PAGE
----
Planning for Cultural Diversity (Fundamentals of Educational Planning)

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Is the course practical or theoretical? Is my course skills-based, theory-based, or both? What extra resources are available for students i. Course Description: What does the calendar description tell me about what I need to do in the course? If a description does not exist, how do I accurately describe my course?

Course Location: Where will the course take place and at what time? What facilities are available? Will the students have access to computers? What has been used in the past i. Are my students the same as those for whom the resources were prepared? Should I vary the types of resources for different learning styles i. Are there new resources I want to add? Would a course notes package be useful? Do I want to put any resources on reserve in the library? Class by Class Plan: What will I teach?

Are there department regulations regarding curriculum? Do the students have pre-requisite knowledge or do I need to refresh them?

What will I teach each class? How much can I cover? How long are my classes? How much time should I spend on each topic area? What concepts are particularly important, difficult, or complex? Given that the average attention span is minutes, how can I divide the lecture content for each class into short, manageable chunks? How much reading or other types of activities will I assign outside of class? How well to my plans for content coverage correspond to this amount of time? More information about time expectations is available in the expandable box below.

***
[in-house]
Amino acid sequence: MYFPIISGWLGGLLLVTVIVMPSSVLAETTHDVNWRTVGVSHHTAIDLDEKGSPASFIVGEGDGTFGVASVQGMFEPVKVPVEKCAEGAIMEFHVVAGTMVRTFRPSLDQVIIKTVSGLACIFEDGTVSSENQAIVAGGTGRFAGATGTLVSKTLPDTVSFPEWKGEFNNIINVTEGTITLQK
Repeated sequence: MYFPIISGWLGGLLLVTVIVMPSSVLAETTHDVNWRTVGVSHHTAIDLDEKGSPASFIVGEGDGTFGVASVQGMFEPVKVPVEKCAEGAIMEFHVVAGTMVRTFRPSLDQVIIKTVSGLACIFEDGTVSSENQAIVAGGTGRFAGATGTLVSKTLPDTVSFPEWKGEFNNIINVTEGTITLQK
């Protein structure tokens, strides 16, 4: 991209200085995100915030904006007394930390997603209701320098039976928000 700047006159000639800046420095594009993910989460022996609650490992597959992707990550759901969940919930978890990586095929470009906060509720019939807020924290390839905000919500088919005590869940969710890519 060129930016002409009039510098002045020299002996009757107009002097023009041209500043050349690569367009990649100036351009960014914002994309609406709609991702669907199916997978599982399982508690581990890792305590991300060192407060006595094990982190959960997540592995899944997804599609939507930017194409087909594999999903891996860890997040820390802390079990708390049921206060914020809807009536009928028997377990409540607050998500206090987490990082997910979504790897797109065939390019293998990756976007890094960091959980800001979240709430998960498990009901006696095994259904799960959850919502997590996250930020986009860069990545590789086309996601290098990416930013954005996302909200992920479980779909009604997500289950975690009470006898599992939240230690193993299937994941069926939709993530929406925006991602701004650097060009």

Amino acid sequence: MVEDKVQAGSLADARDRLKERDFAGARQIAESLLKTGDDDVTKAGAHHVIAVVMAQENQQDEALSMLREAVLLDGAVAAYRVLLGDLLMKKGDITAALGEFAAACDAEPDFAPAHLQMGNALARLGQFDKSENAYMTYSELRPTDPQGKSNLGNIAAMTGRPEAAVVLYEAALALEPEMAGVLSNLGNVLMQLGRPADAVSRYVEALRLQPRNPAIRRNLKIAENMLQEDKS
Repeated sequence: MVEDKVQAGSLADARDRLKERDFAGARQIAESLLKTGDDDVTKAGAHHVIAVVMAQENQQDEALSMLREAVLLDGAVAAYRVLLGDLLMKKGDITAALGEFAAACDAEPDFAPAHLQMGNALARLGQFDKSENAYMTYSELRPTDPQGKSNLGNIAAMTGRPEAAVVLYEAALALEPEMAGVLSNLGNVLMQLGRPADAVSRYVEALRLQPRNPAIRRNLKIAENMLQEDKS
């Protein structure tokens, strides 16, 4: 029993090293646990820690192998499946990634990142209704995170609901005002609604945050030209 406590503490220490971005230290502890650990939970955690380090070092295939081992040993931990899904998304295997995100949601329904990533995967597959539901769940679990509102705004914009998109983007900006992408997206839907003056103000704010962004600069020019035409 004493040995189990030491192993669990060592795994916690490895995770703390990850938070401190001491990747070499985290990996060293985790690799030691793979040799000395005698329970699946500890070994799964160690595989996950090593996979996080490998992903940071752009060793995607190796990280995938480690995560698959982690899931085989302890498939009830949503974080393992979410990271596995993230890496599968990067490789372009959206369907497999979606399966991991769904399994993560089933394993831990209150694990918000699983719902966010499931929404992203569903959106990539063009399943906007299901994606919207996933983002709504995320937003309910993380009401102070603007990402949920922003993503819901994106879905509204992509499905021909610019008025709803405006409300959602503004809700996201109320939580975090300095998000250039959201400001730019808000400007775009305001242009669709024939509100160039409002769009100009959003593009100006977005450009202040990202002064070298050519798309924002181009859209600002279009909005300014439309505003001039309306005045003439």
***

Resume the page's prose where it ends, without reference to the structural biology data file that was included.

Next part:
Here are some approaches taken by different faculties, programs, and support units at Waterloo: Per hour of class time The Arts New Student Handbook advises two hours of studying, working on assignments, and preparing for class for every hour of class time. Per course per week including attending classes and tutorials, preparing for classes and tutorials, doing assignments, studying, and so on The Student Success Office advises 7 to 11 hours per course per week.

The Faculty of Math advises 8 to 9 hours per course per week.

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The Faculty of Environment advises 8 to 9 hours per course per week. The Master of Social work program advises 10 to 12 hours per course per week. The Centre for Extended Learning advises 10 to 12 hours per course per week. For a full course load per week Management Sciences advises that a full-time student should work 60 hours per week on academics: i. Search for tips.

Lowe, J. Nikel, E. Kubow, P. Tikly, L. Barrett : Social justice, capabilities and the quality of education in low income countries. International Review of Education, Vol. Somerset, Anthony : Access, cost and quality: tensions in the development of primary education in Kenya. Journal of Education Policy, Vol. Castells, M. Prologue: The net and the self.